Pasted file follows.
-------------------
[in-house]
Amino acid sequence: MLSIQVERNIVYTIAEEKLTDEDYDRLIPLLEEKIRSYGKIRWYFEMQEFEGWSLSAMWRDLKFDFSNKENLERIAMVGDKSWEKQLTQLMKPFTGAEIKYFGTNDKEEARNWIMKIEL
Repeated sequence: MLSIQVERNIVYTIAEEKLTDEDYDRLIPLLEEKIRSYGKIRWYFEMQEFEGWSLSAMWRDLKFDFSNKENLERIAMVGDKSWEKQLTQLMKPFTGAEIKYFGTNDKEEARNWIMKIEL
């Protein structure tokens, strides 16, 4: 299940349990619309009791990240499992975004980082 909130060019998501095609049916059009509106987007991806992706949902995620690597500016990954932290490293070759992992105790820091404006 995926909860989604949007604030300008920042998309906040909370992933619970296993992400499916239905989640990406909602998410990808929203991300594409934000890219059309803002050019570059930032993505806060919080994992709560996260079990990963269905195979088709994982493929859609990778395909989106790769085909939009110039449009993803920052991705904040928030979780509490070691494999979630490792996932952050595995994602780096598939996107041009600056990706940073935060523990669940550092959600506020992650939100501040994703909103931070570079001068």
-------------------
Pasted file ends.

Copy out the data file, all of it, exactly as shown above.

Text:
[in-house]
Amino acid sequence: MLSIQVERNIVYTIAEEKLTDEDYDRLIPLLEEKIRSYGKIRWYFEMQEFEGWSLSAMWRDLKFDFSNKENLERIAMVGDKSWEKQLTQLMKPFTGAEIKYFGTNDKEEARNWIMKIEL
Repeated sequence: MLSIQVERNIVYTIAEEKLTDEDYDRLIPLLEEKIRSYGKIRWYFEMQEFEGWSLSAMWRDLKFDFSNKENLERIAMVGDKSWEKQLTQLMKPFTGAEIKYFGTNDKEEARNWIMKIEL
């Protein structure tokens, strides 16, 4: 299940349990619309009791990240499992975004980082 909130060019998501095609049916059009509106987007991806992706949902995620690597500016990954932290490293070759992992105790820091404006 995926909860989604949007604030300008920042998309906040909370992933619970296993992400499916239905989640990406909602998410990808929203991300594409934000890219059309803002050019570059930032993505806060919080994992709560996260079990990963269905195979088709994982493929859609990778395909989106790769085909939009110039449009993803920052991705904040928030979780509490070691494999979630490792996932952050595995994602780096598939996107041009600056990706940073935060523990669940550092959600506020992650939100501040994703909103931070570079001068």